A resolute defensive performance falls short
Without Trufant and Poole, expectations were lowered. That didn’t matter to the Falcons. To only allow 14 points against an explosive offense with the best wide receiver tandem in the league should be appreciated. Blidi Wreh-Wilson held his own in replacing Trufant. Robert Alford broke up a pass intended for Stefon Diggs on third down. Case Keenum only targeted him twice, which is a sign of Alford’s improvement. Grady Jarrett and Takkarist McKinley led an improving, yet still wildly inconsistent pass rush to a good first half showing.
For all their success, familiar issues began to arise in the second half. The front four didn’t affect Keenum enough, which led to a near perfect performance. He only threw five incompletions on 30 pass attempts. That didn’t come from picking on backup cornerbacks either. He had time to survey the field and make high-percentage throws. Vic Beasley’s continued usage at linebacker certainly helped. Minnesota repeatedly targeted him in the first half. Although he showed signs of life as a pass rusher, it’s clear that Beasley isn’t the same dangerous threat off the edge at the moment. Handling multiple roles appears to have taken a toll on him.
The stat sheet won’t show it, but the Falcons struggled against the run yet again. Minnesota started dominating in the trenches during the second half. A preposterous 15 play, 89-yard drive showcased their advantage. Latavius Murray found gaping holes at times. Deion Jones continues to look overwhelmed against the run. The young linebacker missed a tackle in the backfield, along with Beasley and Brooks Reed on that game-changing drive. Following a strong start to the season, De’Vondre Campbell isn’t making the same amount of impact plays. Jarrett and Dontari Poe can do so much on the interior. Other players need to step up, if the Falcons are going to play football in January.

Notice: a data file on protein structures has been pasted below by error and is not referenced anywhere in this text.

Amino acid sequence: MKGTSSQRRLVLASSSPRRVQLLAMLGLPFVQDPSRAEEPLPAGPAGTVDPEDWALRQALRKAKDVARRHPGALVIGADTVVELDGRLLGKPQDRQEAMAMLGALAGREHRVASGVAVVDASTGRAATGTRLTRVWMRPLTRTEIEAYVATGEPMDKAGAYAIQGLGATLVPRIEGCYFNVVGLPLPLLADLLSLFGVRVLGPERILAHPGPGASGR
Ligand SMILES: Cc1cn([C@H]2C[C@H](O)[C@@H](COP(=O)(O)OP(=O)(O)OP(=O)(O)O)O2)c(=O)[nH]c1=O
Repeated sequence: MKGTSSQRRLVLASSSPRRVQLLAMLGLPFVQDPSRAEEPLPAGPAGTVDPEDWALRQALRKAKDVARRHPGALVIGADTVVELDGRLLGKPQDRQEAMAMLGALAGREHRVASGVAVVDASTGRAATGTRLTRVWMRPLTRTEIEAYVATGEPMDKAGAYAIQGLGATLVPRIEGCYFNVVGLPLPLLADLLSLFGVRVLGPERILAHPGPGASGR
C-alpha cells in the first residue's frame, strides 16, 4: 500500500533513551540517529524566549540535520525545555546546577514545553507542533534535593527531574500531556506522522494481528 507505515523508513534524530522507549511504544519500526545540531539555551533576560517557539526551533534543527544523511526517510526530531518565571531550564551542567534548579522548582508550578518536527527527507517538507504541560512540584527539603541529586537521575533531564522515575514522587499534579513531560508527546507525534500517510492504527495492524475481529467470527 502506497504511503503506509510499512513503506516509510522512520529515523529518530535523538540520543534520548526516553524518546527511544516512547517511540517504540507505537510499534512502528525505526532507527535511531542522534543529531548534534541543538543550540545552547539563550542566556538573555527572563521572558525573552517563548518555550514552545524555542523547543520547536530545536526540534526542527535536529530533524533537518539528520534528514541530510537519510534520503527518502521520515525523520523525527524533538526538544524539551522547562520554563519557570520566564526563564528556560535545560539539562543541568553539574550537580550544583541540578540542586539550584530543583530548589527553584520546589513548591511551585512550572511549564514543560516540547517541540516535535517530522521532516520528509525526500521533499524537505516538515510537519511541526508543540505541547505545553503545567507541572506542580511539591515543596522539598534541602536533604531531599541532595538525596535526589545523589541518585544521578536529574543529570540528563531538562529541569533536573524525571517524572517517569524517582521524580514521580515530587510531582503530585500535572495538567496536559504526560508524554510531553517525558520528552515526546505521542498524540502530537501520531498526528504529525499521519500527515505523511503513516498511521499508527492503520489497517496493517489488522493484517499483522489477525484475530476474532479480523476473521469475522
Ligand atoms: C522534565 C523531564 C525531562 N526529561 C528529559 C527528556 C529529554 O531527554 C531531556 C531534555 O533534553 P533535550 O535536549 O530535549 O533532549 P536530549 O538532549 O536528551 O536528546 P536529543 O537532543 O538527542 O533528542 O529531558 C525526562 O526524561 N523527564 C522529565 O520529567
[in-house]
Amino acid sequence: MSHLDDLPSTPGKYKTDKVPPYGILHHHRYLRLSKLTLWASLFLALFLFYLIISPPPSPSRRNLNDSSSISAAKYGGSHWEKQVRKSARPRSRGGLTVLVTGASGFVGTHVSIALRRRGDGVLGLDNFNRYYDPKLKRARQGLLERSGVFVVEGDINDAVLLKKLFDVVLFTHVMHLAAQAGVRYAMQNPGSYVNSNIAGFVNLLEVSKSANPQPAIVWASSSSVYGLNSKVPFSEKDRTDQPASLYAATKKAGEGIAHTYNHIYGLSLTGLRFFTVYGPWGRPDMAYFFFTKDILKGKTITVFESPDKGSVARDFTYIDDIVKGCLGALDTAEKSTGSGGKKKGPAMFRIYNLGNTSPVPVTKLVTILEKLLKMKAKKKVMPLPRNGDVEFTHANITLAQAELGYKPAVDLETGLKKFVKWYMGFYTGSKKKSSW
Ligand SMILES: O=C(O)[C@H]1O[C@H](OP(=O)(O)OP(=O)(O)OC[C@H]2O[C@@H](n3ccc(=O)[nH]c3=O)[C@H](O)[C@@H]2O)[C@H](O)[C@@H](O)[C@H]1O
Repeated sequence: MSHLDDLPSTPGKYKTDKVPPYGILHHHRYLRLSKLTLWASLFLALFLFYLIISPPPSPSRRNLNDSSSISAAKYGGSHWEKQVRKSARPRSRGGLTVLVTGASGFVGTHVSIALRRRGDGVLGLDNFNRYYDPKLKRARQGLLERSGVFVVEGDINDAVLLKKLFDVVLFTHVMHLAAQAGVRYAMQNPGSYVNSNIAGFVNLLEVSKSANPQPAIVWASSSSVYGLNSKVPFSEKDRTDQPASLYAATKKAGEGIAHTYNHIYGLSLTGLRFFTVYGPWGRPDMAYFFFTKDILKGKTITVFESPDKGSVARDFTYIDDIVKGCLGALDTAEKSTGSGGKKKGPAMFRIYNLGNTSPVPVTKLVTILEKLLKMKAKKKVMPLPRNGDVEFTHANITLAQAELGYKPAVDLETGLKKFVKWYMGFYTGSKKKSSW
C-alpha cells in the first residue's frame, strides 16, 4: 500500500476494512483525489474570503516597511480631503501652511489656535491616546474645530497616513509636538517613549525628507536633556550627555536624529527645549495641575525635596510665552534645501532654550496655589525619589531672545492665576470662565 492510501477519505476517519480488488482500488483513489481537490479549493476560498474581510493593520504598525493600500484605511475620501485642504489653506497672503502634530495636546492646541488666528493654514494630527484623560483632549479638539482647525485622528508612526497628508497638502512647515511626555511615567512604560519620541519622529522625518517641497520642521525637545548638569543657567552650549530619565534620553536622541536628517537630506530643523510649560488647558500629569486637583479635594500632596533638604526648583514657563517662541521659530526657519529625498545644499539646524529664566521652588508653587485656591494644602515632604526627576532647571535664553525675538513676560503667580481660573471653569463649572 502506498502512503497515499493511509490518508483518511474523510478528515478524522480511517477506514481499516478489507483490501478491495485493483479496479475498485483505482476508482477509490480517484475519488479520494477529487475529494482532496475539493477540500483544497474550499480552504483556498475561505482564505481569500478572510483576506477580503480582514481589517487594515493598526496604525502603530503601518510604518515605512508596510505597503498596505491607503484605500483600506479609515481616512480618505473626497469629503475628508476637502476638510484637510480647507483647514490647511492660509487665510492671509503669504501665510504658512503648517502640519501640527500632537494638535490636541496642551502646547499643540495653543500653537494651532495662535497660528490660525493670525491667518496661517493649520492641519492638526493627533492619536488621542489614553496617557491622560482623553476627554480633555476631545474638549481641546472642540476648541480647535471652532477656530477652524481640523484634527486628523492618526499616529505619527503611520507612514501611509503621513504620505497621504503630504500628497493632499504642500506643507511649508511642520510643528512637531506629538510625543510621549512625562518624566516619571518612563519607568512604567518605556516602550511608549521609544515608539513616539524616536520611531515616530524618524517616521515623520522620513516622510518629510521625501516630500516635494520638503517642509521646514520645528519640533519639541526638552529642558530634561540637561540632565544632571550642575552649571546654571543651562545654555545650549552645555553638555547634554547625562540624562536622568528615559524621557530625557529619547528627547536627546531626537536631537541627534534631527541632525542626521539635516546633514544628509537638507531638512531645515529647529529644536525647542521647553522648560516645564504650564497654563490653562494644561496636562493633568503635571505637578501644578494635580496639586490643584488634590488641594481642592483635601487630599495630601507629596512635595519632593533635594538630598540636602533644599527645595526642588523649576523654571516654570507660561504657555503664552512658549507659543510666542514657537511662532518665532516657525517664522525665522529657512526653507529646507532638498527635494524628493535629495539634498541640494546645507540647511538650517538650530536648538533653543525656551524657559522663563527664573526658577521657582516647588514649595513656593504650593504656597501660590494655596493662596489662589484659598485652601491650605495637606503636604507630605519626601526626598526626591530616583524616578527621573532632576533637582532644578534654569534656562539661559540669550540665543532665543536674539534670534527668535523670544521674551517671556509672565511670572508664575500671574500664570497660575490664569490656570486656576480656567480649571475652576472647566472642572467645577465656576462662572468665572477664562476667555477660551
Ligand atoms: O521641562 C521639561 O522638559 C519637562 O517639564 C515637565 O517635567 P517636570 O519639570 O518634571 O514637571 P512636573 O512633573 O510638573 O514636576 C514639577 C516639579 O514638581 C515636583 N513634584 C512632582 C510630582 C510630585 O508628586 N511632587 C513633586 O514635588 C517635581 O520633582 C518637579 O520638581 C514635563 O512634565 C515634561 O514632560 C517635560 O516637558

Late game call
There was plenty of discussion about Dan Quinn’s decision to opt for a field goal rather than go for it on fourth and four. It was surprising to see a genuine debate on what seemed like a pretty straight forward move. The Falcons were down five points with five minutes left. To make it a two-point deficit and trust your defense can get one more stop was the right move. With Matt Bryant still kicking at an elite level, nobody would have imagined him missing a crucial kick.
Another factor behind Quinn’s decision must have been Minnesota’s success on third down. The risk of not converting on fourth down was too high. Why possibly ruin the chances of not scoring anything, when you have one of the most reliable kickers in the business? It’s not coaching scared. This is putting your team in the best position to win a close game. If you believe the defense is a talented unit, you must have faith that they can get one more stop. Of course, the plan didn’t come to fruition. That shouldn’t be on Quinn. An unforeseen miss and C.J. Goodwin being exploited at the worst possible time ultimately doomed them.
The timing of Thursday night’s pivotal divisional clash can be viewed in multiple ways. On a positive note, the Falcons get an opportunity to rebound quickly and maintain control of their own destiny in the NFC South. The negative side comes from the team’s current health status. Minnesota physically punishes their opposition. Between the unknown status of three key players and playing three days after a hard-fought loss, it’s a definite concern for Atlanta. Quinn always raves about them being a resilient group. They will need to show it against their bitter rivals.